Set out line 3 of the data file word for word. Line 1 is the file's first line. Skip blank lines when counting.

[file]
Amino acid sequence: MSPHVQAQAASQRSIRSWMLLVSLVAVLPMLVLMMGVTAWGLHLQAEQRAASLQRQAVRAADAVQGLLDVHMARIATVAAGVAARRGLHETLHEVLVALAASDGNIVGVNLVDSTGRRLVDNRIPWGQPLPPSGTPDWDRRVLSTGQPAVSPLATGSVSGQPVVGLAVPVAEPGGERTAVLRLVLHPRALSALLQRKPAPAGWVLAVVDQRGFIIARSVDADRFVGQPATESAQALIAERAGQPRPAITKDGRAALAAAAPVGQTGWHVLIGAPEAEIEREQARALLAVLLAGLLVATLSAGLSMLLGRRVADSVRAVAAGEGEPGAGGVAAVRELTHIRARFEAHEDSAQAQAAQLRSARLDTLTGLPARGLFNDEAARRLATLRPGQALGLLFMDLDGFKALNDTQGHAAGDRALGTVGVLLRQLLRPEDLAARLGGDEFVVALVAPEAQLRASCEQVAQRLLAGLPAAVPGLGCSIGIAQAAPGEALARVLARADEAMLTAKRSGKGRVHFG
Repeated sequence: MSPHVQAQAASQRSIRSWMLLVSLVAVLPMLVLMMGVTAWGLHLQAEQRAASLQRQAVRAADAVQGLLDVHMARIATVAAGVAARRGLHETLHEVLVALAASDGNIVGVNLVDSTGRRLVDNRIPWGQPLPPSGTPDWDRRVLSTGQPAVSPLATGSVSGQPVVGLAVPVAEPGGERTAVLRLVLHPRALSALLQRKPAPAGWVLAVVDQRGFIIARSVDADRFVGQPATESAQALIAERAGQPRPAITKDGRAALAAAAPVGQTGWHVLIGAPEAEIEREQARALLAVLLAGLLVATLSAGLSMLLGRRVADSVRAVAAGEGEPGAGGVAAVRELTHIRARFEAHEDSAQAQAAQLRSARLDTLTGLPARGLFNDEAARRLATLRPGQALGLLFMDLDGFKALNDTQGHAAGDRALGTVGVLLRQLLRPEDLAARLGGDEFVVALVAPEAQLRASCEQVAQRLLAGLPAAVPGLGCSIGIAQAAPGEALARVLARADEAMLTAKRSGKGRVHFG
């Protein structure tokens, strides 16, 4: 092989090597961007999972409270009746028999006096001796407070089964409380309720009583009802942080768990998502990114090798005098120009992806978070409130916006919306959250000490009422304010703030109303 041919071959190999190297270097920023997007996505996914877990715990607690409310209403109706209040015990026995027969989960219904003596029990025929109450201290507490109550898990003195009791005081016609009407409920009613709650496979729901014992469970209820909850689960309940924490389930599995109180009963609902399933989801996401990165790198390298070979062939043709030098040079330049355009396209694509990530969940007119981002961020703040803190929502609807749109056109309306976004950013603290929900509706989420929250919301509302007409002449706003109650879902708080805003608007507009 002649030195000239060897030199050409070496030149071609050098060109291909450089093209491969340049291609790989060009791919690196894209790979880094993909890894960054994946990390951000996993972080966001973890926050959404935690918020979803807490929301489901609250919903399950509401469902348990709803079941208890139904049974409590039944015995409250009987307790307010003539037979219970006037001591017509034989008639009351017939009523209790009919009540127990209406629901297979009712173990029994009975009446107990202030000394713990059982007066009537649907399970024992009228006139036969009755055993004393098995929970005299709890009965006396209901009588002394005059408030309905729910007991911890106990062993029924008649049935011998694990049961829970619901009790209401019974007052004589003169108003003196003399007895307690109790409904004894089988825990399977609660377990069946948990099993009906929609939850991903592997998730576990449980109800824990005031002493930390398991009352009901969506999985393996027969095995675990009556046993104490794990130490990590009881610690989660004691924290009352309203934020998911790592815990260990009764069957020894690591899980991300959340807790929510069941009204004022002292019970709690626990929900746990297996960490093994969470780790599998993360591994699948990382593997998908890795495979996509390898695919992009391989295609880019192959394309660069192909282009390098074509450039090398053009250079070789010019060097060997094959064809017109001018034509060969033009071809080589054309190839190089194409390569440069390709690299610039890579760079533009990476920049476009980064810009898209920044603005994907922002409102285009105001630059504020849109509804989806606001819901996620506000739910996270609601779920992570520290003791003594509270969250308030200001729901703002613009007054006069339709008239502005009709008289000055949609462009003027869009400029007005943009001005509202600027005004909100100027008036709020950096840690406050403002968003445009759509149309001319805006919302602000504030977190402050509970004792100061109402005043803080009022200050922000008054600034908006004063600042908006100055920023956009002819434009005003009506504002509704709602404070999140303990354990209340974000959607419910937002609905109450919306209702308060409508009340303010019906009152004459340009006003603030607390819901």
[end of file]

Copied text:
């Protein structure tokens, strides 16, 4: 092989090597961007999972409270009746028999006096001796407070089964409380309720009583009802942080768990998502990114090798005098120009992806978070409130916006919306959250000490009422304010703030109303 041919071959190999190297270097920023997007996505996914877990715990607690409310209403109706209040015990026995027969989960219904003596029990025929109450201290507490109550898990003195009791005081016609009407409920009613709650496979729901014992469970209820909850689960309940924490389930599995109180009963609902399933989801996401990165790198390298070979062939043709030098040079330049355009396209694509990530969940007119981002961020703040803190929502609807749109056109309306976004950013603290929900509706989420929250919301509302007409002449706003109650879902708080805003608007507009 002649030195000239060897030199050409070496030149071609050098060109291909450089093209491969340049291609790989060009791919690196894209790979880094993909890894960054994946990390951000996993972080966001973890926050959404935690918020979803807490929301489901609250919903399950509401469902348990709803079941208890139904049974409590039944015995409250009987307790307010003539037979219970006037001591017509034989008639009351017939009523209790009919009540127990209406629901297979009712173990029994009975009446107990202030000394713990059982007066009537649907399970024992009228006139036969009755055993004393098995929970005299709890009965006396209901009588002394005059408030309905729910007991911890106990062993029924008649049935011998694990049961829970619901009790209401019974007052004589003169108003003196003399007895307690109790409904004894089988825990399977609660377990069946948990099993009906929609939850991903592997998730576990449980109800824990005031002493930390398991009352009901969506999985393996027969095995675990009556046993104490794990130490990590009881610690989660004691924290009352309203934020998911790592815990260990009764069957020894690591899980991300959340807790929510069941009204004022002292019970709690626990929900746990297996960490093994969470780790599998993360591994699948990382593997998908890795495979996509390898695919992009391989295609880019192959394309660069192909282009390098074509450039090398053009250079070789010019060097060997094959064809017109001018034509060969033009071809080589054309190839190089194409390569440069390709690299610039890579760079533009990476920049476009980064810009898209920044603005994907922002409102285009105001630059504020849109509804989806606001819901996620506000739910996270609601779920992570520290003791003594509270969250308030200001729901703002613009007054006069339709008239502005009709008289000055949609462009003027869009400029007005943009001005509202600027005004909100100027008036709020950096840690406050403002968003445009759509149309001319805006919302602000504030977190402050509970004792100061109402005043803080009022200050922000008054600034908006004063600042908006100055920023956009002819434009005003009506504002509704709602404070999140303990354990209340974000959607419910937002609905109450919306209702308060409508009340303010019906009152004459340009006003603030607390819901």